March 6, 2018

Aspiring Citizens Get Study Help On Philadelphia's New Americans Trail

Candidates For Citizenship Boost Their Knowledge By Touring Philadelphia’s Historic District

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Among historic art, artifacts and recreations, the museum's standout holding is George Washington’s tent. Photo by J. Fusco for VISIT PHILADELPHIA®
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Christ Church in Historic Philadelphia maintains an active congregation with weekly services and offers tours throughout the day. Photo by M. Kennedy for VISIT PHILADELPHIA®
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Re-opened in summer 2013, the Benjamin Franklin Museum explores the life and legacy of Philadelphia’s most famous citizen. Photo by J. Fusco for VISIT PHILADELPHIA®
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Independence Hall in Historic Philadelphia is the site of the signing of the Declaration of Independence and the adoption of the U.S. Constitution. Photo by R. Kennedy for VISIT PHILADELPHIA®
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A family gets up close to the famously cracked Liberty Bell to read the inscriptions. Photo by D. Cruz for VISIT PHILADELPHIA®
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Prepping for the U.S. citizenship test is no small task, but Philadelphia’s self-guided New Americans Tour makes learning easier—and a whole lot more fun. The city contains approximately half the answers to the 100-question citizenship test study. This means aspiring citizens and others students of U.S. history can gain the knowledge they seek simply by visiting Philly’s historic sites and attractions. Best place to start: Philadelphia’s Historic District, the original city—and a very pedestrian-friendly one at that. The trail is available at

Here’s a look at the 20 tour spots:

1. The African American Museum in Philadelphia, exploring the lives and contributions of people of the Africa Diaspora through exhibitions such as Audacious Freedom, focused on the experiences of African-Americans in Philadelphia from 1776 to 1876. 701 Arch Street,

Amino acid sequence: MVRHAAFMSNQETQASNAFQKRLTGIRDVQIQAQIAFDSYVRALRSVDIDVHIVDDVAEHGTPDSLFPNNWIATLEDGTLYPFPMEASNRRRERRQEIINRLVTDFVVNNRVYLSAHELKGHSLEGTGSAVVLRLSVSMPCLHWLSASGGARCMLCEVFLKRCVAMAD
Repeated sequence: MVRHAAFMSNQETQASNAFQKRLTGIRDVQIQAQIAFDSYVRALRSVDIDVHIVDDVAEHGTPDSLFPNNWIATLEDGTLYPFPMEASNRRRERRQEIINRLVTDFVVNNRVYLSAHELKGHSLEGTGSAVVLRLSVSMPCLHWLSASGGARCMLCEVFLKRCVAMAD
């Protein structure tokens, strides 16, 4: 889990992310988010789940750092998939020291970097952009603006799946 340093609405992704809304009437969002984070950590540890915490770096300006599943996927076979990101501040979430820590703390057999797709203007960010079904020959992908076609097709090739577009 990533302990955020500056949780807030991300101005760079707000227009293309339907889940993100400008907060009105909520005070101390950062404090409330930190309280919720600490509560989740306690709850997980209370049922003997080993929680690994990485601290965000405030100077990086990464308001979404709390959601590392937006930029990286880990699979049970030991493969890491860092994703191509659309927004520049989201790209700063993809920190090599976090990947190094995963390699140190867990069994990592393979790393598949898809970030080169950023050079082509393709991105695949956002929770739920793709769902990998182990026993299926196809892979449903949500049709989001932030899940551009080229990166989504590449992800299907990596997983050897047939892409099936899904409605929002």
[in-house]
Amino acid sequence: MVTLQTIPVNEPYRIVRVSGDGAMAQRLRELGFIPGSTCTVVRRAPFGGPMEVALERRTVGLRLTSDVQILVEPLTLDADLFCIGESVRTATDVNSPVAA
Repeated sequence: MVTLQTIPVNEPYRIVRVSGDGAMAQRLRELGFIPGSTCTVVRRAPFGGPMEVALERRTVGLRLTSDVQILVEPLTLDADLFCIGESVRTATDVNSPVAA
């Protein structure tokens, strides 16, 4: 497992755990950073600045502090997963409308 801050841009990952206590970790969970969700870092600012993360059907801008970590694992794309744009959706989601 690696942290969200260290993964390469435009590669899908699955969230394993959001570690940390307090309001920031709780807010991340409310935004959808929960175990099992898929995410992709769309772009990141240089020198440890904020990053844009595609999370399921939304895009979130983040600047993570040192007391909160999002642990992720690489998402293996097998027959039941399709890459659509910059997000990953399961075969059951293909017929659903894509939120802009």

2. American Philosophical Society Museum, the first national library, academy of science and museum—from Benjamin Franklin, of course. 104 S. 5th Street,

3. Benjamin Franklin Museum, all about the U.S. diplomat, signer the Declaration of Independence, shaper of the U.S. Constitution, writer of Poor Richard’s Almanac, first Postmaster General of the U.S. and creator of the nation’s first free libraries—not to mention printer, scientist, fire company and hospital founder and face of the $100 bill. Between 3rd & 4th Streets and Market & Chestnut Streets,

4. Betsy Ross House, where the upholsterer is credited with creating the nation’s original red, white and blue banner, with one stripe for each of the 13 colonies. A Ross interpreter tells the story of how the flag was made. 239 Arch Street,

5. Christ Church, the house of worship for prominent settlers, including 15 signers of the Declaration of Independence, Betsy Ross, Revolutionary War leaders—also, from 1745 to 1810, North America’s tallest structure. 20 N. American Street,

6. Congress Hall, home to first U.S. Congress, made up of two “houses,” the Senate (“upper”) and House of Representatives (“lower”). 5th & Chestnut Streets,

7. Declaration House, where, in the summer of 1776, tenant and Virginia delegate Thomas Jefferson drafted the Declaration of Independence. 7th & Market Streets,

8. Dolley Todd House, the home Dolley Todd Madison lived in before marrying James Madison—after Madison co-authored The Federalist Papers. 143 S. 3rd Street,

9. Historical Society of Pennsylvania (HSP), home to more than 21 million printed and graphic items—and a premier center for the documentation and study of ethnic communities, immigrant experiences, tracing the evolution of America, from the personal to the political. 1300 Locust Street,

10. Independence Hall, the spot where in 1776 delegates from the colonies gathered and adopted the Declaration of Independence to break away from British rule. This spot is also where the U.S. Constitution was debated and adopted in 1787 during the Constitutional Convention. 5th & Chestnut Streets,